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When is an aerial rescue not worth the effort? At some point the U.S. Air Force commanders directing the rescue of Lt. Col. Iceal “Gene” Hambleton—call sign Bat 21 Bravo—must have asked themselves that question. But the airmen involved in the rescue attempt probably didn’t, as they had a job to do, regardless of the risks involved. For the U.S. military, “no man left behind” is an article of faith upon which all service personnel rely.

On April 2, 1972, Hambleton was serving as navigator aboard a Douglas EB-66C, escorting a cell of three B-52s near the demilitarized zone between North and South Vietnam. The North Vietnamese Army, advancing south on the third day of its massive Easter Offensive, launched two volleys of SA-2 surface-to-air missiles at the airplanes, the second of which damaged, then destroyed, Hambleton’s EB-66. He was the only member of the six-man crew to safely eject.

What followed has been called the largest, longest and most complex complex search-and-rescue (SAR) operation of the Vietnam War. It involved air assets ranging from A-1 Skyraiders to OV-10 Broncos, UH-1H “Hueys” to HH-53 “Jolly Green Giants,” one of which the NVA shot down, killing its six crewmen. Despite the airmen’s heroic efforts over the course of five long days, the Americans failed to recover Hambleton and 1st Lt. Mark Clark, a forward air controller who had been shot down during the rescue attempt. Briefed on the losses, General Creighton Abrams called off air-rescue operations on April 8, and a land/water operation was mounted by a small team of South Vietnamese commandos led by U.S. Navy SEAL Lieutenant Thomas Norris. In the end, Norris and Petty Officer 3rd Class Nguyen Van Kiet rescued both downed airmen during two dangerous night operations, the former earning the Medal of Honor and the latter the Navy Cross, the only South Vietnamese navy serviceman to be so honored during the war. The 11-day effort had cost 11 men killed and two captured, with five aircraft lost and numerous others damaged.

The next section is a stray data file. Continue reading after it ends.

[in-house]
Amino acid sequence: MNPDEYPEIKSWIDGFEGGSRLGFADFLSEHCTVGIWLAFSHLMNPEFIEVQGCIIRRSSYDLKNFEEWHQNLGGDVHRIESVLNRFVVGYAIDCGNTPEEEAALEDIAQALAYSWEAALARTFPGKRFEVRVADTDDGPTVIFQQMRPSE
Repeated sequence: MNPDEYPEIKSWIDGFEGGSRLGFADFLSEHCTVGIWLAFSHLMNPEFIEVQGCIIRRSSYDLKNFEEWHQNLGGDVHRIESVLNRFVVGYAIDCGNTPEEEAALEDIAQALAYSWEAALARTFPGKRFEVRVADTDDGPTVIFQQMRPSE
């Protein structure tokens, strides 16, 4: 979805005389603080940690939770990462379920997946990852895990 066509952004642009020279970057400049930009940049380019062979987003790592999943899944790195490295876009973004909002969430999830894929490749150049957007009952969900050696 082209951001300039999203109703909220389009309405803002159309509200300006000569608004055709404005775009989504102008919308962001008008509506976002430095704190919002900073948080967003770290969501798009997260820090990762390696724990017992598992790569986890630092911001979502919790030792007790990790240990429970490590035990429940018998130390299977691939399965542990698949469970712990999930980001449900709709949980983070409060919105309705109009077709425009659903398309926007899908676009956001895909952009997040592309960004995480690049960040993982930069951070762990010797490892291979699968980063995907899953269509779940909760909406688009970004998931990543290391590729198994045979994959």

In a 1989 interview, Hambleton put the massive rescue operation in perspective: “If the taxpayers and my neighbors knew what it cost them to pull me out of there, they’d probably shoot me. But it has to make an American fighting man real proud to know that our government, and our mili­tary, will go to any length to save a fighting man’s life….I don’t care if he’s a private or a three-star general—they’re going to do it. I have flown a lot of these SAR missions, trying to pull other people out of there, and it doesn’t even enter your mind. This is one of your buddies; let’s go get him.”

For the full story of this well-documented opera­tion, read Darrel D. Whitcomb’s excellent book The Rescue of Bat 21, but avoid the 1988 movie Bat 21 if you’re interested in historical accuracy.